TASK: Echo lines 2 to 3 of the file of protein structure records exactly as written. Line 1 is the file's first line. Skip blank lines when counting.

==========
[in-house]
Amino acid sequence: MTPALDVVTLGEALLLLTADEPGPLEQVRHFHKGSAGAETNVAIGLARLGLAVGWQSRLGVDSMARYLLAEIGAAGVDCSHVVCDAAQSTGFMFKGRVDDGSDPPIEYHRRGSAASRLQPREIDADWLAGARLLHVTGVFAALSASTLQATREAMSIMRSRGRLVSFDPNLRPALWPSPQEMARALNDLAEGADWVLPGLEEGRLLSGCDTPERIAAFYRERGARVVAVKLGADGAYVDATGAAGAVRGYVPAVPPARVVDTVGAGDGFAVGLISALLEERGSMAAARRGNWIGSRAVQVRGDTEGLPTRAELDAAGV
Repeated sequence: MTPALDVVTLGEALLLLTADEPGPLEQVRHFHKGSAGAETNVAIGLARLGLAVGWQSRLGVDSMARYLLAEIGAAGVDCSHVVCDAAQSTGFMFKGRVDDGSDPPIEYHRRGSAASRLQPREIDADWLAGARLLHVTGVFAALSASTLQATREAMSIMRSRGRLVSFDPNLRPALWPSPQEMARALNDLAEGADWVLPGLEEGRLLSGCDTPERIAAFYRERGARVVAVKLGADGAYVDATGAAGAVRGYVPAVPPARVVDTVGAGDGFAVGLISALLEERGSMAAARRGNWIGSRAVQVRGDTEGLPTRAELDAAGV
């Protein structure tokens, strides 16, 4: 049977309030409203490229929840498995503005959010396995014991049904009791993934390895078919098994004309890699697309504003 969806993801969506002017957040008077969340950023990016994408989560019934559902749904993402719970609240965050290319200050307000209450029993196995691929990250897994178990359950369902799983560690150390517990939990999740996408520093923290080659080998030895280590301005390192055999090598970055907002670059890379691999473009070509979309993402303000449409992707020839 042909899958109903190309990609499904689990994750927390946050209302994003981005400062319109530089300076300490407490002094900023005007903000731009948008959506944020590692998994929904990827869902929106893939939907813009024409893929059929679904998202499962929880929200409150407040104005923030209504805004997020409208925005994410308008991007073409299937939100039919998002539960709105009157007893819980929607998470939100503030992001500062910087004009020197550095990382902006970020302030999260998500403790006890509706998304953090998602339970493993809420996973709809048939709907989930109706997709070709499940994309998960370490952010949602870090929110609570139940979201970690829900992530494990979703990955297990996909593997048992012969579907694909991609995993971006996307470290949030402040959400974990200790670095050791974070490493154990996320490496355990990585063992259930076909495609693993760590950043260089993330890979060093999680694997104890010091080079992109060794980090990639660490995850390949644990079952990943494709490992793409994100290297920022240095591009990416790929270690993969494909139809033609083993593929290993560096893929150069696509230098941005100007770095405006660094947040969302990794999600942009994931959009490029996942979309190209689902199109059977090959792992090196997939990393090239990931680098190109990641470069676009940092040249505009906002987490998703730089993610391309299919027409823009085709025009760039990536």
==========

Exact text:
Amino acid sequence: MTPALDVVTLGEALLLLTADEPGPLEQVRHFHKGSAGAETNVAIGLARLGLAVGWQSRLGVDSMARYLLAEIGAAGVDCSHVVCDAAQSTGFMFKGRVDDGSDPPIEYHRRGSAASRLQPREIDADWLAGARLLHVTGVFAALSASTLQATREAMSIMRSRGRLVSFDPNLRPALWPSPQEMARALNDLAEGADWVLPGLEEGRLLSGCDTPERIAAFYRERGARVVAVKLGADGAYVDATGAAGAVRGYVPAVPPARVVDTVGAGDGFAVGLISALLEERGSMAAARRGNWIGSRAVQVRGDTEGLPTRAELDAAGV
Repeated sequence: MTPALDVVTLGEALLLLTADEPGPLEQVRHFHKGSAGAETNVAIGLARLGLAVGWQSRLGVDSMARYLLAEIGAAGVDCSHVVCDAAQSTGFMFKGRVDDGSDPPIEYHRRGSAASRLQPREIDADWLAGARLLHVTGVFAALSASTLQATREAMSIMRSRGRLVSFDPNLRPALWPSPQEMARALNDLAEGADWVLPGLEEGRLLSGCDTPERIAAFYRERGARVVAVKLGADGAYVDATGAAGAVRGYVPAVPPARVVDTVGAGDGFAVGLISALLEERGSMAAARRGNWIGSRAVQVRGDTEGLPTRAELDAAGV